The Dream 9. (Credit: NBC Latino)
1. Quebecois Unionism Comes to Madison
When students from Quebec come to the United States, we are shocked at the institutional abuse and economic burden students are facing. It feels like the few who can still reach college are only one slice of a more widely impoverished and racially segregated population, and for us this rings a bell. We’ve been fighting fiercely against tuition hikes much smaller than those happening every year in many states and campuses, and it is because we have fought that those hikes were smaller, or didn’t happen at all. Contrary to some who would rather talk up the “Quebec exception” or Quebecers as “natural lefties,” we see things otherwise. We are facing the same kinds of challenges as US students, and we are not always winning against apathy and demobilization. But we can’t just talk about what we do. Where people are organizing student unions—like those from Colorado, Michigan and New Jersey, whom we met at this month’s National Student Power Convergence—we want to help create the kind of sustained mass organizations that function according to direct democracy, with assemblies where all students are invited to motion, amend and vote rather than watch others do it in their name. If it’s not students fighting for the abolition of tuition and institutionalized racism, then who?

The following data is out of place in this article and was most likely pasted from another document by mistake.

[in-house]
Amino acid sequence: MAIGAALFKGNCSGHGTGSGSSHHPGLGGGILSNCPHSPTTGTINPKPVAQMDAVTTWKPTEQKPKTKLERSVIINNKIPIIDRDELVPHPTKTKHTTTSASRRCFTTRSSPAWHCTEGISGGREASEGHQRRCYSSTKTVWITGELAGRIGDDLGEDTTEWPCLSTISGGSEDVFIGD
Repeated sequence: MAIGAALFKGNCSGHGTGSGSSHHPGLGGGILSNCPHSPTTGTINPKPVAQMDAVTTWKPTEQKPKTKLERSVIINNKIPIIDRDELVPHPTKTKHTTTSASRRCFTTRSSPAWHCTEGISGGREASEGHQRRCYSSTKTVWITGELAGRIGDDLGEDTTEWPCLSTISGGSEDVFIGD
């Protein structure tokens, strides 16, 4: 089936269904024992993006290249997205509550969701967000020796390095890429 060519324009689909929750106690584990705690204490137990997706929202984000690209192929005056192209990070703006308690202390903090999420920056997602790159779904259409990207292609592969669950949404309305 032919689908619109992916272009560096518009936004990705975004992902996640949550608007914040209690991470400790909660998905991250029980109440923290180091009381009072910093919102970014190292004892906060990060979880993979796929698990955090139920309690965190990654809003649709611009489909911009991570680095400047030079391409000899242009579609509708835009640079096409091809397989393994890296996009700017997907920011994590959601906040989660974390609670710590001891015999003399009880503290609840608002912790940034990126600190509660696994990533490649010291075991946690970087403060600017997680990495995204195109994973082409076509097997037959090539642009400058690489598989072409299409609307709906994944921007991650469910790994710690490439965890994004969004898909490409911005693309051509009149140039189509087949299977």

2. Dream 9 Rejoin the Struggle at Home
Over the last two years, the Kentucky Dream Coalition has been fighting for immigrant rights. In March, we held a speak-out when Senator Marco Rubio, who does not represent the values or experiences of our communities, came to the University of Louisville. On August 1, twelve people occupied Congressman John Yarmuth’s office for the Dream 9. With the support of the brother of Dream 9 member Ceferino Santiago and two organizers from the National Immigrant Youth Alliance, we were able to get Yarmuth to change positions and support the release of the Dream 9 within four hours of occupation. That same evening, we left for the National Student Power Convergence in Madison, where we performed with Jasiri X and strategized with cross-state allies, like Milwaukee’s Youth Empowered in the Struggle, on building intersectional youth power. With the release of the Dream 9 and Ceferino Santiago’s return to Kentucky, we are working to pass the Friendly City Ordinance, which will help protect undocumented immigrants in the Louisville area, and continue fighting family separation in Kentucky.